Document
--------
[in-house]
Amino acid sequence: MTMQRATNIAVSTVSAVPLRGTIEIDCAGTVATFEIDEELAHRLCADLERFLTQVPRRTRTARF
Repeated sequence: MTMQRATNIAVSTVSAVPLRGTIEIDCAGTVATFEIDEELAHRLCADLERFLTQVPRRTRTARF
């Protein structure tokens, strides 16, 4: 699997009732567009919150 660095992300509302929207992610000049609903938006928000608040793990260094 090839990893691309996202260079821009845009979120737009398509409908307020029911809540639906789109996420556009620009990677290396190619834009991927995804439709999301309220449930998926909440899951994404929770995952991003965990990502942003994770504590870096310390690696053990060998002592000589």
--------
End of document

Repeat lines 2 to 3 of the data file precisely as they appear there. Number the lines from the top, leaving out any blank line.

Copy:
Amino acid sequence: MTMQRATNIAVSTVSAVPLRGTIEIDCAGTVATFEIDEELAHRLCADLERFLTQVPRRTRTARF
Repeated sequence: MTMQRATNIAVSTVSAVPLRGTIEIDCAGTVATFEIDEELAHRLCADLERFLTQVPRRTRTARF